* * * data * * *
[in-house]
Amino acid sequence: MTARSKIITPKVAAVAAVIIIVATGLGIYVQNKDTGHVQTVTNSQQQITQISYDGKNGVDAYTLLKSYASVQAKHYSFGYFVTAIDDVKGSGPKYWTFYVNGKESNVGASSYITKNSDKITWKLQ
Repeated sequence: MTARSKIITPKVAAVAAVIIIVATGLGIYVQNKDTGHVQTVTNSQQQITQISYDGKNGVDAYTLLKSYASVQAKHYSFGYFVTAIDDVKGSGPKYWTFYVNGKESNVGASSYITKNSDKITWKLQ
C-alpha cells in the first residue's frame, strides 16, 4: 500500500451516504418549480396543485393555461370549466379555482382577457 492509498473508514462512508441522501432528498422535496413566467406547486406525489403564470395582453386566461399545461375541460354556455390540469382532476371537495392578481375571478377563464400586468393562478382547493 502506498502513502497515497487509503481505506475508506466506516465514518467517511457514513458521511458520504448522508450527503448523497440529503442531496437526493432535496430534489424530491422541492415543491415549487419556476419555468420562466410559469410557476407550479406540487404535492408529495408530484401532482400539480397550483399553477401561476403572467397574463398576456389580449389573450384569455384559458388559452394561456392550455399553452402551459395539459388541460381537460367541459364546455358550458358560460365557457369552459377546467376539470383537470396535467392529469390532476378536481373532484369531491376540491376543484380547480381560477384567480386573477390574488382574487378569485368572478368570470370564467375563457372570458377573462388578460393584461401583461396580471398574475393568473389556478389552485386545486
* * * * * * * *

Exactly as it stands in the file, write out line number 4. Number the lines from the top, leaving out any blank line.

C-alpha cells in the first residue's frame, strides 16, 4: 500500500451516504418549480396543485393555461370549466379555482382577457 492509498473508514462512508441522501432528498422535496413566467406547486406525489403564470395582453386566461399545461375541460354556455390540469382532476371537495392578481375571478377563464400586468393562478382547493 502506498502513502497515497487509503481505506475508506466506516465514518467517511457514513458521511458520504448522508450527503448523497440529503442531496437526493432535496430534489424530491422541492415543491415549487419556476419555468420562466410559469410557476407550479406540487404535492408529495408530484401532482400539480397550483399553477401561476403572467397574463398576456389580449389573450384569455384559458388559452394561456392550455399553452402551459395539459388541460381537460367541459364546455358550458358560460365557457369552459377546467376539470383537470396535467392529469390532476378536481373532484369531491376540491376543484380547480381560477384567480386573477390574488382574487378569485368572478368570470370564467375563457372570458377573462388578460393584461401583461396580471398574475393568473389556478389552485386545486